“If I had not been able to throw Evan into the porch and myself after
him, we would have been in serious trouble. At this point, my son was
completely calm, staring out the window at the dogs as they vanished
into the creek bed. He looked at me and said, “The Dogs!” I said to him,
“yes, I got it”
My son has shared his dreams, big and small, with me all his life – and still
does, now he is in his late thirties. I turned
to him in my darkest moments when I was experiencing doubts about my
ability to heal from a life-threatening illness. I asked him, ‘Am I okay? What are you dreaming?” I’ll never forget his response: ‘You are fine. I am dreaming you into the future.'”
If you have any doubts about our ability to dream the future – and to use our night previews of possible future events to make better choices and change things for the better – listen to a young child telling his or her dreams.
For more information about Wanda Burch and her book She Who Dreams, please visit her website.
Welcome to a path of limitless adventure, healing and possibility. The Aborigines of my native Australia believe that our personal dreams may open doorways into the Dreamtime, the deeper reality from which the events and circumstances of our lives are emanated, and the place of encounter with ancestors and spiritual powers. In my experience, this is simple and practical truth.Nietzsche wrote that “in our sleep and in our dreams we pass through the whole thought of earlier humanity”.
That is part of the story, but the story is even greater than this.
Dreaming is traveling. In dreams, we slip free from the normal constraints of space and time and from our everyday consensual hallucinations; we get out there. We travel to places where our departed are at home, and to cities and schools and pleasure palaces on various levels of the Imaginal Realm, the realm of true imagination. Shamans and mystics have long practiced the art of journeying consciously into this world-behind-the-world, and we can learn similar practices through the techniques of shamanic lucid dreaming that I have termed Active Dreaming.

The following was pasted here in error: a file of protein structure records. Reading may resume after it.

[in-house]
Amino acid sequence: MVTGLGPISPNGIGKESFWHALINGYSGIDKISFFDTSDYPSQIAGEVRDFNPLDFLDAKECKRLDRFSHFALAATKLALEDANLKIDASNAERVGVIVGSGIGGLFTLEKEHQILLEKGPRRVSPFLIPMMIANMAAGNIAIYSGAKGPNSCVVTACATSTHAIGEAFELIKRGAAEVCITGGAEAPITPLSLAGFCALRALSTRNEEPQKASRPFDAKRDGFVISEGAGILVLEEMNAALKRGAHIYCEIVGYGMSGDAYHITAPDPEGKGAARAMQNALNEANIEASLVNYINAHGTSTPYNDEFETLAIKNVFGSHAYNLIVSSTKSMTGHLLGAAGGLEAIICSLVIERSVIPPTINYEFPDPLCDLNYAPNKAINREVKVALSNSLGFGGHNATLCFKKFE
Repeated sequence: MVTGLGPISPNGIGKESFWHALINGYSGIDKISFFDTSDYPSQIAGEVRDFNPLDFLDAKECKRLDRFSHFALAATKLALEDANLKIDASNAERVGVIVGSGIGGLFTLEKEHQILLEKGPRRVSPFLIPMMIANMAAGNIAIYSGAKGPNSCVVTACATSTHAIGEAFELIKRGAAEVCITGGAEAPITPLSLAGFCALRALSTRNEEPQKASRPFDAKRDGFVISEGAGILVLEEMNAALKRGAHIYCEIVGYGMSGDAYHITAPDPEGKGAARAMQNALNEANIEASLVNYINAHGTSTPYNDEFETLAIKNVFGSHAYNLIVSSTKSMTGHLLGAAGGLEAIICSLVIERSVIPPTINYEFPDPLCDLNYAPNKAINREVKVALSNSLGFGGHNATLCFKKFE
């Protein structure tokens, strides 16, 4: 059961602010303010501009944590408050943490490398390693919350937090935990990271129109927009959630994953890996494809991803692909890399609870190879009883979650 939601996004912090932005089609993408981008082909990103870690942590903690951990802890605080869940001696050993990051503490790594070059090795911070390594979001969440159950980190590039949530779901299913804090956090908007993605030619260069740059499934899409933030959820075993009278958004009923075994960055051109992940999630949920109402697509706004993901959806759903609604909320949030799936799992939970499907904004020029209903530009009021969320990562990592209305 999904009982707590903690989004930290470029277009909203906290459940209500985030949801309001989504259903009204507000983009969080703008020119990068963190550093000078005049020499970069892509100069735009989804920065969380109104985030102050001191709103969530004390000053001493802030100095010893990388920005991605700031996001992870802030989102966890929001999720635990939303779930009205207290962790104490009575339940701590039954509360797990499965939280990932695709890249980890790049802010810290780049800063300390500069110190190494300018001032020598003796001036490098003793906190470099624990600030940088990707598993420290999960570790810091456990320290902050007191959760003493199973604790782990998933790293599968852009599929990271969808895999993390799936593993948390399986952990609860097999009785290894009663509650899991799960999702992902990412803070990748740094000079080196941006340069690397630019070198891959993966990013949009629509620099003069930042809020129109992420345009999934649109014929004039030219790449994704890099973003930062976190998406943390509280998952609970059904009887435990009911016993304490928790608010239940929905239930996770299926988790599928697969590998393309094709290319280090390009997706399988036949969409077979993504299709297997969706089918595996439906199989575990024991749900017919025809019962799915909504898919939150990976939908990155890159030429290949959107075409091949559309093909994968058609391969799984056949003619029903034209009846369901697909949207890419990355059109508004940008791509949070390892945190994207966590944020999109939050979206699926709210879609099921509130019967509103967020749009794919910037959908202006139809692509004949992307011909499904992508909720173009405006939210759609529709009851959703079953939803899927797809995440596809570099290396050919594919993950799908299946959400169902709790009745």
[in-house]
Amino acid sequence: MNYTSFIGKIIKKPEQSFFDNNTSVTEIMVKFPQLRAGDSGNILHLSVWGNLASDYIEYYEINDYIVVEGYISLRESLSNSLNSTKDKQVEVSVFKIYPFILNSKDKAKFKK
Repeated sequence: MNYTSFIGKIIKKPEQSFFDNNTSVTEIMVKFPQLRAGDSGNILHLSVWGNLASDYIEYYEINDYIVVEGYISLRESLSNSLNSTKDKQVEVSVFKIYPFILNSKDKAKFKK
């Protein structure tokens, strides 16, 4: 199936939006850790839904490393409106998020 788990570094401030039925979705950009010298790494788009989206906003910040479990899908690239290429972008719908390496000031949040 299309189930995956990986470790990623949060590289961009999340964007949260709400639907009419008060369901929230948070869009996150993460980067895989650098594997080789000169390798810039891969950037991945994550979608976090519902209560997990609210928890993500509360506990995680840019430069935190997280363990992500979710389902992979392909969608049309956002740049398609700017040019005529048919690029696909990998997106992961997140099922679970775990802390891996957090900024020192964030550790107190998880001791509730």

I n dreams, we go beyond the curtain walls of everyday consciousness. Through the play of coincidence, the powers of the deeper world come through those curtains to prod or tickle or goad us awake. Real dreamers work with the signs and symbols and synchronicities of everyday life as well as with night dreams, conscious visions, and liminal states of consciousness. In this blog, I’ll offer techniques to help you become a dreamer 24/7, by playing with all these states of mind. I’ll share stories from dreamers today and in history to encourage and incite you to make more room in your life for the gifts of dreaming.
What’s that? You’re going through a dream drought? And you don’t notice much magic in the round of your days? Don’t worry: you have a world-class dreamer inside you who is ready to help you reopen your dream gates. This is the child in you who is the beautiful dreamer and knows the magic of making things up. In my next post, we’ll learn how by listening to the dreams of young children, we can not only support them, but reawaken the dreamer inside our supposedly grown-up selves.
We’ll discover, when we do this, that dreaming is not fundamentally about what happens during sleep (though there are great gifts in spontaneous sleep dreams that show us aspects of ourselves and our worlds that the waking mind doesn’t see). Dreaming is essentially about waking up to the bigger story and the deeper logic of our lives.
NEXT: Listening to children’s dreams.
Graphic: The torchlit path to the big yurt at Mosswood Hollow, a magical private retreat center (think Wind in the Willows transplanted to the evergreen forests of the Pacific Northwest) where I lead many playshops and trainings in Active Dreaming.